Incidentally, I number my hives with the year of the queen, hence my first queen this year will be “20-1” and if, for example, I put the queen into a nuc, the number goes with her. With my rapidly deteriorating memory, I find it helpful.
    Cheers,
    Dave.

    Reply
    1. David Post author

      Hi Dave

      You’re fortunate to get the queen mated after that sort of delay. I’m reasonably happy with my hive numbering system – queens and boxes get separate numbers. It worked well during swarm control this year as the nucs all got new box numbers but kept old queen numbers and the hives lost the queen number but kept the hive number. I think both record keeping and the related hive numbering are very personal aspects of beekeeping with what works for one person not necessarily working for another.

      I was going to add something else, but my memory has also failed me 😉

      Cheers
      David

      Reply
  7. Barry Crabtree

    That was a good read. Thanks!

    It was good to see how you managed the colonies knowing you’d not be able to regularly check for swarm prep. I thought I’d be in the same situation (away at the end of May) but ‘luckily’ the lockdown put paid to that so didn’t have to think about it. If in future I’m in that situation I’ll copy your plan.

    Did you / would you fill up the nuc boxes with drawn comb (if you had it) to get the most brood possible for when you got back to be able to reunite?

    Does combining colonies remove the swarm impulse? How did you decide which to combine & which to ‘nuc’?

    Down here in sunny Suffok I started weekly inspections at the beginning of April – had to take out 3 nucs so far for swarm control. Compared with last year it’s been very steady for swarming.

    Reply
    1. David Post author

      Hi Barry

      Most of the things I did were done because I didn’t know what the future held. Lockdown might have continued, or been made more restrictive. With the Ro already creeping up it still might.

      I only added one frame of drawn comb to the nucs as I wanted to hold them back a bit and not be full to overflowing by the time I next looked at them. At this time of the season robbing is less of an issue and I left them with reduced entrances. I’m not short of brood (or wasn’t) and would prefer not to have triple brood box colonies. If the new queen fails I’ll unite the queenright best nucs back to the failed box(es). If all is OK I’ll either build the nucs into full colonies or, more likely, remove the Q and unite to get all of my colonies to about similar strength. The decision will partly be determined by when the research labs re-open as we’ll need bees then.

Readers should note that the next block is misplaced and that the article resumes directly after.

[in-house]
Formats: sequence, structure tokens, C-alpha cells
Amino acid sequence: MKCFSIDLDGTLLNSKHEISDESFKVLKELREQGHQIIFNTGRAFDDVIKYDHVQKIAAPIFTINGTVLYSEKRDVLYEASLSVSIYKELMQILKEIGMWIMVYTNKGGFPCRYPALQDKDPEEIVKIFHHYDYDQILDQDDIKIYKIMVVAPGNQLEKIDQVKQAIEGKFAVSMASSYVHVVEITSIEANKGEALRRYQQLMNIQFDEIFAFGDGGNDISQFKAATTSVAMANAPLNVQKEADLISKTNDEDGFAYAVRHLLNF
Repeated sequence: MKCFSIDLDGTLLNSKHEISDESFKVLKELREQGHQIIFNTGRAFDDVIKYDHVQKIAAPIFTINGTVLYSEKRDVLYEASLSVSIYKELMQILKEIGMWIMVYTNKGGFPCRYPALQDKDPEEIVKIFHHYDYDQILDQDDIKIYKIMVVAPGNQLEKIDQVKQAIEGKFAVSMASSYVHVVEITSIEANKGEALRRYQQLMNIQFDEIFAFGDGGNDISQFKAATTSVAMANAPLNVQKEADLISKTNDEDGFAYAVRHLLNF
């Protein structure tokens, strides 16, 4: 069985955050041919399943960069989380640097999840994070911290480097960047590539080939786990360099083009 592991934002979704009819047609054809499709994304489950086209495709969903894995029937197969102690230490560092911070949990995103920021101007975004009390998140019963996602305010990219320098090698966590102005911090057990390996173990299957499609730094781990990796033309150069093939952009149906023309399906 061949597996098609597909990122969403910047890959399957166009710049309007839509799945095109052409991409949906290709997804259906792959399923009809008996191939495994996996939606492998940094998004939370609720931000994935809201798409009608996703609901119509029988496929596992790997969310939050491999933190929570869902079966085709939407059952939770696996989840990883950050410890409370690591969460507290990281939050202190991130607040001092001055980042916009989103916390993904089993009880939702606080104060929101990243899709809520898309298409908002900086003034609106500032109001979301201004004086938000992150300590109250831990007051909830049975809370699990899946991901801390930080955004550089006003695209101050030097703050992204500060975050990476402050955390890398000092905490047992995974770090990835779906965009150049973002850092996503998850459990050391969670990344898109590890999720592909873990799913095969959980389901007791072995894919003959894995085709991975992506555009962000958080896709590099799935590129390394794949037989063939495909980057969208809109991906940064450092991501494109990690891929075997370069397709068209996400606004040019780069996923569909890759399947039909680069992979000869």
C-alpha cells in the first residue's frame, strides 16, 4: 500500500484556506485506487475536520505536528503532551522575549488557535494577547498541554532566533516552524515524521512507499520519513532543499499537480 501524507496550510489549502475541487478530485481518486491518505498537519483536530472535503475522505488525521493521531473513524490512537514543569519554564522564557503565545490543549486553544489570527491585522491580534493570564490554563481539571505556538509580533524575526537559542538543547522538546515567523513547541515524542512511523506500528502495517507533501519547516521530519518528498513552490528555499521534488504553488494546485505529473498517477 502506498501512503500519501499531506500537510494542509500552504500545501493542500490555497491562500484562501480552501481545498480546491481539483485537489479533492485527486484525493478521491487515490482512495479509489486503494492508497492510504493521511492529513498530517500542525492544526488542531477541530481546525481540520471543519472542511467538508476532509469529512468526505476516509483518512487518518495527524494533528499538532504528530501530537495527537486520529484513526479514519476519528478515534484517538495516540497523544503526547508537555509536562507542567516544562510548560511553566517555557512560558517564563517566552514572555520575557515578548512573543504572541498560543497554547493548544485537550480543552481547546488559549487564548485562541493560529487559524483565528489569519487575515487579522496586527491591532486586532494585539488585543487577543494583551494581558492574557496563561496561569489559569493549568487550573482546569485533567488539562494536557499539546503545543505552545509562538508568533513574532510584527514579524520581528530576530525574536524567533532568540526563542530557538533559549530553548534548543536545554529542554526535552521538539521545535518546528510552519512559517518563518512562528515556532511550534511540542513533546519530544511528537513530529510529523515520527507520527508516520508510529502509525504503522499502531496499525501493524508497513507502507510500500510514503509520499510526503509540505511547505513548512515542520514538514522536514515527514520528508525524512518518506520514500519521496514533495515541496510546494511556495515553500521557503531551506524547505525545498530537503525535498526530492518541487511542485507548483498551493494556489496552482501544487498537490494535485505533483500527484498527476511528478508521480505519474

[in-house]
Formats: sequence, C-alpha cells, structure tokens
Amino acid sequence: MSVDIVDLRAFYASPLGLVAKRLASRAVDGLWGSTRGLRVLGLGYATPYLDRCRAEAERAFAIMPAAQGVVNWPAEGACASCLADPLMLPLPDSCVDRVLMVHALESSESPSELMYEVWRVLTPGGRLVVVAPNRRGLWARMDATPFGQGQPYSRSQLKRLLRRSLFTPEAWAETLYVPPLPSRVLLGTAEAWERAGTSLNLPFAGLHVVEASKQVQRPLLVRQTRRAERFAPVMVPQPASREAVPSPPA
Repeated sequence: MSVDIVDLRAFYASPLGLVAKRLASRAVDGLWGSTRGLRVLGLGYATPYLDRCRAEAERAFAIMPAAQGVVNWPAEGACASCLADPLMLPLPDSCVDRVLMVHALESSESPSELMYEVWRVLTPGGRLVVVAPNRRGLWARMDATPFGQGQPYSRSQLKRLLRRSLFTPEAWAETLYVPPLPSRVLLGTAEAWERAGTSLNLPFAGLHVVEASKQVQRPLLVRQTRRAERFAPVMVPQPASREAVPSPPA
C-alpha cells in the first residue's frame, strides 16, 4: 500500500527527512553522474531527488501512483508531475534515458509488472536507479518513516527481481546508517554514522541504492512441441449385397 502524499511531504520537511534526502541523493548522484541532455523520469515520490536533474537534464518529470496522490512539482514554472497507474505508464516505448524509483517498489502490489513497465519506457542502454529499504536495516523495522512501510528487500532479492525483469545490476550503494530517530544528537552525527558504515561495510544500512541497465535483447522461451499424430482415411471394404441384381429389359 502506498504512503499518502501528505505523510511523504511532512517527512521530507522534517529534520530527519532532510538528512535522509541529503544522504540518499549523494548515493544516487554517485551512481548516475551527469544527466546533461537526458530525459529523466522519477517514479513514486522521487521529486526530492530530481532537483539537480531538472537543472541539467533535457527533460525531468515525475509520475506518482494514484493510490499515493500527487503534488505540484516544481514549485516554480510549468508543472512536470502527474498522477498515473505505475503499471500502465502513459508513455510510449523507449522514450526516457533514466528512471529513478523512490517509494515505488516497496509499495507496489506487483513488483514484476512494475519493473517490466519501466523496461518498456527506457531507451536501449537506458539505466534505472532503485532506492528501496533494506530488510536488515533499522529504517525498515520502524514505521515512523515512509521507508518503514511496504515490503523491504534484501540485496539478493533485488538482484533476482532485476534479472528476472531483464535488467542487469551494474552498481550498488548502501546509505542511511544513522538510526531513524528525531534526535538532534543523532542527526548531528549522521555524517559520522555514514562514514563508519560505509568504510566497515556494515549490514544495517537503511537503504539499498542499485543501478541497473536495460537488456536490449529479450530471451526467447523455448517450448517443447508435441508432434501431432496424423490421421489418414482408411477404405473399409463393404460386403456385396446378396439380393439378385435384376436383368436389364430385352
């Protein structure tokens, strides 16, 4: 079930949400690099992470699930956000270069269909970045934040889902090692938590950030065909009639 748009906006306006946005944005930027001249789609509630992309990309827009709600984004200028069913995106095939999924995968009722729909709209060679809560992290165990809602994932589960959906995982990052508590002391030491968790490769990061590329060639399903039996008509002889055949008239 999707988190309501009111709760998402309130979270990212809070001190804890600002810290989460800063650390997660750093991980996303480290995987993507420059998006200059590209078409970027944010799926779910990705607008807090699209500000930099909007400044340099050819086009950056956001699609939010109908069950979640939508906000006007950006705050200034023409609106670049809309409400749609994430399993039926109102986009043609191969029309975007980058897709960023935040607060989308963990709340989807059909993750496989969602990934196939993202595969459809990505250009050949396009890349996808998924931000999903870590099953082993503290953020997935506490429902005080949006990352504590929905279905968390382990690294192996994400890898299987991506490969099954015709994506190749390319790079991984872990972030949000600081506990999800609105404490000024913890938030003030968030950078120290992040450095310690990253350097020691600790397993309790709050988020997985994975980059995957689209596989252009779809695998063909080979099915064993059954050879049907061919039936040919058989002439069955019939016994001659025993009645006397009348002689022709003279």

Uniting two strong boxes does not remove the swarm impulse (!), but removing the queen to a nuc does 😉 I united colonies to reduce the overall number to manage and then removed the Q to make up the nucs. The poorer Q’s didn’t make the cut I’m afraid. A few colonies were left as queenright single brood boxes as they pretty clearly were not even close to swarming. Famous last words.

      I think one of these was left as, despite repeated efforts, I failed to find the queen. There are all sorts of ways of splitting boxes and swarm control when you can’t find the queen, but all of the ones I know needed more than the time I had. I did not have the luxury of a repeat visit a week later.

      All the reports I’m getting is that it’s been a good start to the season in Fife so I’m looking forward to a busy few days of extracting soon.

      Cheers
      David

      Reply
  8. vince poulin

    More great reading David. Being my first year with successfully overwintered hives I was not prepared for the speed at which hives build in spring and inevitably the consequences of that explosion. Clint Eastwood would say the “good, the bad, and the ugly”. The “Good”. It’s got to be spring honey. Simply amazing stuff. The”bad” – well, its swarming. Efforts to control swarming are one heck of a lot of work. As you have explained it is a natural process and one that is not exactly simple to understand. The “ugly” – it has to be that beautiful queen you so carefully reared from last year taking flight along with half the hive to parts unknown. A place you can no longer care for her and her brood. It’s like loosing a family member. Each queen here is special. She’s photographed, cataloged and admired for subtle differences in colour, size and shape. Bee bees is plagued with uncertainty. Bees have a mind of their own. All we can do it help manage them along the way. I’ve had 3-swarms (so far) this year despite many steps to prevent them. I created 6-NUC’s, removed frames to create space, culled drone cells to create additional space trying to reduce swarm impulse but those efforts held back only one swarm. Next year – I’ll be more proactive and will move queens to NUCs leaving hives to re-queen or will introduce a new queen to a hive to foreshorten the process and save time (did this once this year). There is a welcomed upside to swarming. When one leaves we get to meet and greet a lovely, new virgin queen. Thanks for all your help.

    Reply
    1. David Post author

      Hi Vince

      It’s worth remembering that some bees are more enthusiastic about swarming than others … some disappear once there are 5 frames of brood in the box, others are reluctant even if all 11 frames are bursting with sealed brood.

      From a beekeeping aspect the latter are desirable, but evolutionarily they’re probably not enthusiastic enough about reproducing, so unlikely to survive.

      You’re absolutely right about fast colony build up in the spring. One moment it’s too cold to lift the lid on the hive … you think you’ve got ages to prepare new frames for the season ahead. The next and they’re clustered on a high branch having swarmed on the first warm day 🙁 Where did the time go?

      Cheers
      David

      Reply